IfÂ â€˜la belle vieâ€™ is calling, you may have thought about investing in a French holiday home. If so, youâ€™ll be joining a great number of Brits whoâ€™ve found their perfect property over in France.
So, if youâ€™re thinking of dipping a toe in the French property market, here are a few tips to consider.
1. Have a taster holiday
You may already have a strong idea of where youâ€™d like buy â€“ if not, itâ€™s a good idea to try before you buy.Â If you like the look of an area, try renting a property there for at least a week to see if it fits all your criteria. Also, try to visit the area more than once and in a different season. The atmosphere and facilities of some places can vary dramatically depending on the time of year. If youâ€™re investing in a property, youâ€™ll probably want to be able to enjoy it all year round.
2. Get clued up on procedure
When buying a property abroad, in France or otherwise, itâ€™s important to do your homework. The buying process in another country will obviously differ from what youâ€™re used to in your own country.
In France, properties are normally sold in a two main of ways: through a notaire or through an immobilier (estate agent). The institution of notaire dates back hundreds of years and they work for the state as certifiers of legal documents. Their role is to make sure that all the proceedings comply with French property law. Some foreign buyers may feel theyâ€™d also like to appoint a UK-based legal advisor (with experience in French law) to help check the paperwork â€“ but this will be down to personal preference.
Only make a verbal offer on a property and donâ€™t sign anything initially until you feel completely confident and sure of proceedings. Although do bear in mind, youâ€™ll probably have to sign a document to prove you have been shown the property by a particular agent.
3. Use a translator
Itâ€™s likely that youâ€™ll deal with someone who speaks English when viewing properties in France. However, if you donâ€™t speak the language well it could be advisable to take along someone who does. If you wanted to make an offer quickly or clarify a certain point â€“ having a fluent speaker on hand could make life much easier.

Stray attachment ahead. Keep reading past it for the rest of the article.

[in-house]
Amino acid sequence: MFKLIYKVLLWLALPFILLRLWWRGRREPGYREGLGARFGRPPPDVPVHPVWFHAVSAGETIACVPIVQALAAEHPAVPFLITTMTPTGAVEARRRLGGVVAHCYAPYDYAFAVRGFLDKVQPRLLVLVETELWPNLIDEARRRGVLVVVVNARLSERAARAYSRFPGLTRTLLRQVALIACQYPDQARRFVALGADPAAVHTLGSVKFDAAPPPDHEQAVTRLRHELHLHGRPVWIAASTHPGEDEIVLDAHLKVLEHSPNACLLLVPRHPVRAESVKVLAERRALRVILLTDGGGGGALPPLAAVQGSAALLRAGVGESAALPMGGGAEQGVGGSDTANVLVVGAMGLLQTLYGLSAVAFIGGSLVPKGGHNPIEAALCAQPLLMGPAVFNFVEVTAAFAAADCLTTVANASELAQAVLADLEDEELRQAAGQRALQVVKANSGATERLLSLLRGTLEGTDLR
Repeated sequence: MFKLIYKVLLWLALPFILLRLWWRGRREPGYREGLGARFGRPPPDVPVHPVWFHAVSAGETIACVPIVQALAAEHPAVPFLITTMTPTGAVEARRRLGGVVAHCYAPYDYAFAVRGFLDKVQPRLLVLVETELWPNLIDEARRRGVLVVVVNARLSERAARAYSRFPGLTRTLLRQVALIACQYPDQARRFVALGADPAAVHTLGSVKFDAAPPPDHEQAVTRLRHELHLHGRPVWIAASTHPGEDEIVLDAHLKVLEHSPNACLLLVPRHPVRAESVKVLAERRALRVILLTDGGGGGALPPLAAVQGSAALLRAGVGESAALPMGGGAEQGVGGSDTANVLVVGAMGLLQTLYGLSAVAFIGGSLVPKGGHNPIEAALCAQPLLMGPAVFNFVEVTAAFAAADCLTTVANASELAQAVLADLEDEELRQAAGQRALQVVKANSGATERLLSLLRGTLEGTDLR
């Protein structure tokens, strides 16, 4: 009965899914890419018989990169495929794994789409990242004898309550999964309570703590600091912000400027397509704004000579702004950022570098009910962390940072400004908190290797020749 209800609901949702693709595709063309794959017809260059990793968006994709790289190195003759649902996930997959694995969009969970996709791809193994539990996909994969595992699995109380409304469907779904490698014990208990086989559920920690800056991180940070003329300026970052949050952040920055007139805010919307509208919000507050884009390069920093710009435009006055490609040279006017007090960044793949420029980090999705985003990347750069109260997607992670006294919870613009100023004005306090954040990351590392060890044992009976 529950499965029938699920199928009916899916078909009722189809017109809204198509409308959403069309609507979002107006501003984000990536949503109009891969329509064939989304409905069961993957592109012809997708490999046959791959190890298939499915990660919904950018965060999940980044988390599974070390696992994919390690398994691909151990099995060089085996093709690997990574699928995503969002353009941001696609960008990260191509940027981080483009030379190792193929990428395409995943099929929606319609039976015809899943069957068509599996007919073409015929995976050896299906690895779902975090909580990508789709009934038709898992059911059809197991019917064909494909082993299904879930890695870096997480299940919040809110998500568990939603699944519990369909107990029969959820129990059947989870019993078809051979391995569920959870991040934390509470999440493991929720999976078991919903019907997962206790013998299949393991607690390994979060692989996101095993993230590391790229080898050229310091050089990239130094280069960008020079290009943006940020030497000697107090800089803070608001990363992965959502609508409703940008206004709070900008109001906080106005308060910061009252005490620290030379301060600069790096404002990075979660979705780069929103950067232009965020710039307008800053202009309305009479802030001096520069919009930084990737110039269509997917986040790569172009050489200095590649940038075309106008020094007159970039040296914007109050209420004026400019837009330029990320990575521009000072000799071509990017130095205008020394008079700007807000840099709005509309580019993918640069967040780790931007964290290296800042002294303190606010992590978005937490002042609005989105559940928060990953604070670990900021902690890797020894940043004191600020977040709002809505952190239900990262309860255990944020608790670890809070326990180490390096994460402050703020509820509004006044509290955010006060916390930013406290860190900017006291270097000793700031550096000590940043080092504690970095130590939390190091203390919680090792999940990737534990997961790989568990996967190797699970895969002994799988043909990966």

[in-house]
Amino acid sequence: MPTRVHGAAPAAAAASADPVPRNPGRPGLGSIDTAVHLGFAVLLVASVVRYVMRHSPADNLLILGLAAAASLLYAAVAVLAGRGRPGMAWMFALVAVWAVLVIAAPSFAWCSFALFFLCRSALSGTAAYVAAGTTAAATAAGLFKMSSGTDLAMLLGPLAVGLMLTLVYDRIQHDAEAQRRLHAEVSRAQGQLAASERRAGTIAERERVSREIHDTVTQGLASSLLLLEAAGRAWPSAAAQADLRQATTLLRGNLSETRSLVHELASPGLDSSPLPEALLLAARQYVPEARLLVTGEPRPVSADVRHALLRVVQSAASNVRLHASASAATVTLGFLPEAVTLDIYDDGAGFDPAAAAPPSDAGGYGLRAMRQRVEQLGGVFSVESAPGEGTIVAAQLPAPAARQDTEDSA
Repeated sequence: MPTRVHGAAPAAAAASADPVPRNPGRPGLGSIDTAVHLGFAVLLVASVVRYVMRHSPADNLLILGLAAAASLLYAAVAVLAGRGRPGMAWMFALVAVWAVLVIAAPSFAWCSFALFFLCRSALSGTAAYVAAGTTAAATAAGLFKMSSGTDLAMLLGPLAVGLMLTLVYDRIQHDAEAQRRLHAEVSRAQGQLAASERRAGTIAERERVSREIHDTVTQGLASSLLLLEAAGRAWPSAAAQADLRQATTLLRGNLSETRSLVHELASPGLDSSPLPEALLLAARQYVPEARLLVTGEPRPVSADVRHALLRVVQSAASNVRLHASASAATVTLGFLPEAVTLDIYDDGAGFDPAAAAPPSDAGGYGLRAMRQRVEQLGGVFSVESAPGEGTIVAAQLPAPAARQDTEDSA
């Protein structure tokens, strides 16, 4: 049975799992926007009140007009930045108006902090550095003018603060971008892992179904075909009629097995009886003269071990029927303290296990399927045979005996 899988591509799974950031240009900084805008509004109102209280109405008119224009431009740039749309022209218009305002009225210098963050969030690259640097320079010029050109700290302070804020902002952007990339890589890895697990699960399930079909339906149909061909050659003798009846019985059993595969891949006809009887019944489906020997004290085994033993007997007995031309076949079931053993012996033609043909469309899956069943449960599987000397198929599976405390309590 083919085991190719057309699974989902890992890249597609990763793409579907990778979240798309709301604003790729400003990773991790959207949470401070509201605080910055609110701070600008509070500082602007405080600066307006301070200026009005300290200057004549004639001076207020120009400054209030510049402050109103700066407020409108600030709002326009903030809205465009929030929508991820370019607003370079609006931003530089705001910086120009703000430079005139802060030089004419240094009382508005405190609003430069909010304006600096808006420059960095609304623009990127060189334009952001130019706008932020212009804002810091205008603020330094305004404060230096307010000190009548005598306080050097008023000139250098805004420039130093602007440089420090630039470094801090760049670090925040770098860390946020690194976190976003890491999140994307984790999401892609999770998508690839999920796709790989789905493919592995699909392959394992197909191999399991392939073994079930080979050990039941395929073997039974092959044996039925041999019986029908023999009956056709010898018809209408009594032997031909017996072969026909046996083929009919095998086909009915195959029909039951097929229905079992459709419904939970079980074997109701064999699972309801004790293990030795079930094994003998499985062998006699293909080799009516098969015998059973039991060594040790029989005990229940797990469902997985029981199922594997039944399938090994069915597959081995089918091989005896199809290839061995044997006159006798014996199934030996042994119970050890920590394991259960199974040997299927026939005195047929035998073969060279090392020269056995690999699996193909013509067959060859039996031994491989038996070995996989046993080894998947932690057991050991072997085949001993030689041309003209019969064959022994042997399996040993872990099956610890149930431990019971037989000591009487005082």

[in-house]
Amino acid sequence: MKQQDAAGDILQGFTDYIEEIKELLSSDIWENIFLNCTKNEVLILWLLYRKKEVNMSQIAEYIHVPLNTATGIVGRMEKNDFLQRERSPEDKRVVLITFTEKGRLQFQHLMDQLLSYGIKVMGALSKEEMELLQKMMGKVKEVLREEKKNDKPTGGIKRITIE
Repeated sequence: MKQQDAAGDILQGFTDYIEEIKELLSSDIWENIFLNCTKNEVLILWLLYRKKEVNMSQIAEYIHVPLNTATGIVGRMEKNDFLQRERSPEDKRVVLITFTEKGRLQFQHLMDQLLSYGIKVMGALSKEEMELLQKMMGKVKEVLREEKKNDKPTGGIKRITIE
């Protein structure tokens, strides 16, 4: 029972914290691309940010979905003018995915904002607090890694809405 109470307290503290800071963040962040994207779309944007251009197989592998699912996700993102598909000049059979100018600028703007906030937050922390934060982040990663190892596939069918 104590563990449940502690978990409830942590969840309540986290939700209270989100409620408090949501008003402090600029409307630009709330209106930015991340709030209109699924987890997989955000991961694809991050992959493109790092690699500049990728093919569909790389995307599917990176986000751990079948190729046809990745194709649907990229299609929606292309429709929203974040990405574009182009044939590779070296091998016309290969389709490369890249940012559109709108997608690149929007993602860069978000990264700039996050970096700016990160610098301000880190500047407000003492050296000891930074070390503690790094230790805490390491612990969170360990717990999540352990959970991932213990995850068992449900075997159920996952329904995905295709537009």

4. Consider it for rental
Carefully consider how and when youâ€™ll use your property. Will you need/want to rent it out for extra income? If this is the case, remember to consider the general holidaymaking public when viewing properties and think with your head as well as you heart. A property may be perfect for you, but would its â€˜quirkyâ€™ look and feel make it an appealing rental?
Layout is an important factor when considering it as a holiday let. A very remote location, small living area or dangerous balconies and bad accessibility could all work against you when you try to let it out.
5. Find the right protection
Once you have found your perfect French holiday home, itâ€™s time to find your perfect insurance. If this is a second home or intended for use as a holiday rental, the property will have some specialist insurance requirements. This means that a standard house insurance policy may not be sufficient.
You may need to leave the property unoccupied for long periods of time or use it for extra income. Whatever your new property is like, chat to your insurance provider to help ensure itâ€™s fully covered.
Guest post written byÂ Munveer GarchaÂ